That Exact Feeling of Familiarity

Posted on: September 20, 2021

I recently watched a rather good production of Shakespeare’s Merry Wives of Windsor. One of the lines towards the end of the play struck a chord with me and made me think about translating. (That’s when you know you have been doing the same job for too long).

There’s a character who seems very nice but can’t find a wife, partly because he has a huge wart on his head! As we go through the play eventually one of the ladies decides she loves him after all and will have him “warts and all”. Suddenly I realized where the expression came from.

It made me think back to the movie Red Cliff, which showed the origin of a common Chinese idiom. As I watch it (it’s to do with straw being used to catch arrows), I saw it coming a mile off, and I wondered how many of the Chinese in the audience would see the scene and react the same way I reacted to “warts and all”.

I got the sense that if I, a foreigner, was able to see it coming a mile off, and also since Chinese learners spend a lot of time at school learning the origins of idioms, I don’t think it would hit Chinese people the way it did me.

I think part of the joy of seeing “warts and all” was that I had invested in the character and the idiom isn’t that common so it didn’t come rushing to my mind. I also think it was striking because we don’t normally have stories that end with “and that’s where the expression la la la comes from” In Chinese, practically any web article or dictionary entry will end up taking you back to the Tang dynasty and an emperor who did something which has now changed meaning and become an idiom.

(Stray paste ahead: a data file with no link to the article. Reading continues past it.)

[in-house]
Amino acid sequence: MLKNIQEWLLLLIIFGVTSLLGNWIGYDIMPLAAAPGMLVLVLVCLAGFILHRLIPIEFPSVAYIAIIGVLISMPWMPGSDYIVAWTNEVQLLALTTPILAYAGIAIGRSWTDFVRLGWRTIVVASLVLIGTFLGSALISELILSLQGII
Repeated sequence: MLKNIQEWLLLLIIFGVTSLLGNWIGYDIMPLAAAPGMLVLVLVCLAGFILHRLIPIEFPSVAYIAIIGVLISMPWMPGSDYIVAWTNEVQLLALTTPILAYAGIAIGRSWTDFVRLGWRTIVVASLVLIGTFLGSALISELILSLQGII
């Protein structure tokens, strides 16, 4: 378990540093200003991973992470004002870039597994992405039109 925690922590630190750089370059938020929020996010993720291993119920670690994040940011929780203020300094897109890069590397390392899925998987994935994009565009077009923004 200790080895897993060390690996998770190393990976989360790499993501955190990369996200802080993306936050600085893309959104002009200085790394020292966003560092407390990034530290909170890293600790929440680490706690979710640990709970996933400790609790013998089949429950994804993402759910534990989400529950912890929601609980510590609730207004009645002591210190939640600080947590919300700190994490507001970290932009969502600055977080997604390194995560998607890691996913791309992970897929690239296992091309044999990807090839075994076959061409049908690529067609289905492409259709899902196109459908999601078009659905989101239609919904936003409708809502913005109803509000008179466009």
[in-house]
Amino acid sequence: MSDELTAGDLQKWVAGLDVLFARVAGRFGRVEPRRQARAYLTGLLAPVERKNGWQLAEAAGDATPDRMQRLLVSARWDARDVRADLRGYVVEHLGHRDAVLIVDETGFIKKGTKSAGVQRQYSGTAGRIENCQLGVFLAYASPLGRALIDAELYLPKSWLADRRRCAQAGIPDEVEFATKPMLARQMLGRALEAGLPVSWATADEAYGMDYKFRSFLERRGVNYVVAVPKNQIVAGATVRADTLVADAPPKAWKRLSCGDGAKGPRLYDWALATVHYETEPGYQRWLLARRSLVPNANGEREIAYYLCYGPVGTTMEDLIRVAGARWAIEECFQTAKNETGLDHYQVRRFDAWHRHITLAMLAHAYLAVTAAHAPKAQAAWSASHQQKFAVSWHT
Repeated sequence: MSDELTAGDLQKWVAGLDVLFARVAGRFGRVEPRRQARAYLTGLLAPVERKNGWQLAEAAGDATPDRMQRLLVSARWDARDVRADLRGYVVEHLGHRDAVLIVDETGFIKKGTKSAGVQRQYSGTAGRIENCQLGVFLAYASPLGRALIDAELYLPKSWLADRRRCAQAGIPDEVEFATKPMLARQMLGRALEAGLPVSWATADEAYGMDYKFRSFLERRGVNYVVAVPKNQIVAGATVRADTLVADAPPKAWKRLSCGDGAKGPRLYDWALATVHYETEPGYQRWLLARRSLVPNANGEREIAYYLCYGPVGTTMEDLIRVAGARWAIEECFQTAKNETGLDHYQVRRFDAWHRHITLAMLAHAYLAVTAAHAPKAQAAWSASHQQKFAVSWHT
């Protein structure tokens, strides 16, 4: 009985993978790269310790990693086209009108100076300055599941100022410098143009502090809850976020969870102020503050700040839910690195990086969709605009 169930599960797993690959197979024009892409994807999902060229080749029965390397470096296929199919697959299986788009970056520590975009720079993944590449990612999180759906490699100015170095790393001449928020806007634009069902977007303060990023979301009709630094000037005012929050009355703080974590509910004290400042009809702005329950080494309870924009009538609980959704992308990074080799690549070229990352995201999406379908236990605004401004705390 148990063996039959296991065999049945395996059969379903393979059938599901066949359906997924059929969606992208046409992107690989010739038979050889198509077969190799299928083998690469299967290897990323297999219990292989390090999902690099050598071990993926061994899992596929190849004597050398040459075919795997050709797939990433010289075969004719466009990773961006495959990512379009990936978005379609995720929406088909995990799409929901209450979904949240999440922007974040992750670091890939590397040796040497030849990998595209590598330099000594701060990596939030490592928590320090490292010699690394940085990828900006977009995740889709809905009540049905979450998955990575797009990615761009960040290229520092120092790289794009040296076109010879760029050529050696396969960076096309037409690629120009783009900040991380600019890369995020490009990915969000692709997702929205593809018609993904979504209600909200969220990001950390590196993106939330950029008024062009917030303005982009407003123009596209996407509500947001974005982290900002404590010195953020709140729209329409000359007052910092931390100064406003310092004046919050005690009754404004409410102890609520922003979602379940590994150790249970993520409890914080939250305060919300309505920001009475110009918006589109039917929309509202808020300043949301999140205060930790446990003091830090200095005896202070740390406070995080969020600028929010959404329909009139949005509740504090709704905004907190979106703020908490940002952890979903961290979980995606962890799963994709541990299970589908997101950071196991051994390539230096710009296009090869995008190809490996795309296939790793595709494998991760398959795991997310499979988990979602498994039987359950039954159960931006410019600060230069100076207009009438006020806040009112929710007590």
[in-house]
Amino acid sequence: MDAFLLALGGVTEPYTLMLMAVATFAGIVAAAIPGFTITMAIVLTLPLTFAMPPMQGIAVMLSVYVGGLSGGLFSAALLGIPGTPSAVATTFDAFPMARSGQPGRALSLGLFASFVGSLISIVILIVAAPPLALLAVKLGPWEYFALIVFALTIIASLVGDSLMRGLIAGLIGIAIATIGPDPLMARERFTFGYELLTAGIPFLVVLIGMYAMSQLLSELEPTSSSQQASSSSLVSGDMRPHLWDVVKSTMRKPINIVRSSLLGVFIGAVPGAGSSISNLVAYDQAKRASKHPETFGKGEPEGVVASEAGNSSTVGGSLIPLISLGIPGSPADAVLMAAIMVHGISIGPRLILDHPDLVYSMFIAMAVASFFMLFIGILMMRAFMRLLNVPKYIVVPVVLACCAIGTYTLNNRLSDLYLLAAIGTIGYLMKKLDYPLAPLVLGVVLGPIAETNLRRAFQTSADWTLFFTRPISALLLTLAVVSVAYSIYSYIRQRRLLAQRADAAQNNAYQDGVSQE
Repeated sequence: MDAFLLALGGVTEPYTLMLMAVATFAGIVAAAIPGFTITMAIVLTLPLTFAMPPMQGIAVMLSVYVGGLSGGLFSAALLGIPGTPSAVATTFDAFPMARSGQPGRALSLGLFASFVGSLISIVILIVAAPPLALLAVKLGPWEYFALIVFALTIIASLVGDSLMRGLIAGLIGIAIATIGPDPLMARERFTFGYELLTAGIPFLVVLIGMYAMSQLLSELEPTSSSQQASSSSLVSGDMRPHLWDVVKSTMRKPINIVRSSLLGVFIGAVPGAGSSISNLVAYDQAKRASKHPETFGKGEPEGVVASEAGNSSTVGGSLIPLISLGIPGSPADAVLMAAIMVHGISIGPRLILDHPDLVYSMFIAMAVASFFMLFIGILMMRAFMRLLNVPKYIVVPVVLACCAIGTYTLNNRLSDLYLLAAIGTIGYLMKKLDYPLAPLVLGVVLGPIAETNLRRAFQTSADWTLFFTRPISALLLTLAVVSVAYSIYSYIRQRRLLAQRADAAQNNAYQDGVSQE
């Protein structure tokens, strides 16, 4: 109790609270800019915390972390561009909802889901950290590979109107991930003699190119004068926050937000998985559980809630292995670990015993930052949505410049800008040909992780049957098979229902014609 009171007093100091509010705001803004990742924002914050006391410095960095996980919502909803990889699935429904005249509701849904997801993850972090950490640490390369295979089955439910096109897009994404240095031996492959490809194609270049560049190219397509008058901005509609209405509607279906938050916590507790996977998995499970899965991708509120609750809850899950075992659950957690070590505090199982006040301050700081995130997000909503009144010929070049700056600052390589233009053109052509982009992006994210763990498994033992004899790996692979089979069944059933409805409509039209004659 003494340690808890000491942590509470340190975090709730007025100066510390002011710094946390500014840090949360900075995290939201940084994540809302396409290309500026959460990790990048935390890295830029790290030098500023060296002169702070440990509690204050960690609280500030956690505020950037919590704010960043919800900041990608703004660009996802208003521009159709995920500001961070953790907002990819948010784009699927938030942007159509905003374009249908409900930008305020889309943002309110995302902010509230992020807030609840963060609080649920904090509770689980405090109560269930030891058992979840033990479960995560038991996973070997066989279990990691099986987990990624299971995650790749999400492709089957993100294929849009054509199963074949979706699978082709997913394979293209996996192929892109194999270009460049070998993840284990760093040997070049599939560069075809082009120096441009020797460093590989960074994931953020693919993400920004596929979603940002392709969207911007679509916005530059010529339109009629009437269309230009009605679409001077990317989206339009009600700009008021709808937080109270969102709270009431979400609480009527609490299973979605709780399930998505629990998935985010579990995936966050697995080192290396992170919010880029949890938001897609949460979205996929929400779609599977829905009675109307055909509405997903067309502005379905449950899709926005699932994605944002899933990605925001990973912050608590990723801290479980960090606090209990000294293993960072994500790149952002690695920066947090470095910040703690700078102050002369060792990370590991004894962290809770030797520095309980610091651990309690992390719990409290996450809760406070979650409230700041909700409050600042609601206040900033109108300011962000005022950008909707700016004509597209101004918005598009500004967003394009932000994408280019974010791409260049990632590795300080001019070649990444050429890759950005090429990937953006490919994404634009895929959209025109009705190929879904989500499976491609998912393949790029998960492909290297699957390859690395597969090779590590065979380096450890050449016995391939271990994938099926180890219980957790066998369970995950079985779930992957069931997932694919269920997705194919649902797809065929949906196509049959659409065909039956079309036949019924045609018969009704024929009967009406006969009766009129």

I wonder how we could create that familiarity in translation. Let’s say I was translating Red Cliff into English. The moment where we realize that the scene of showing the origin of the idiom will lose a whole level of meaning. I guess we might be lucky and find that there’s an English idiom which randomly fits really well, but that’s unlikely. Maybe we could add a a translators note. We could get all the other points correct so the intelligent viewer will realize something is being hinted at, and they may go away and do some additional research.

The English subtitles on the version I saw ignored the problem, which in practice would probably be what I would do. it’s an action movie after all.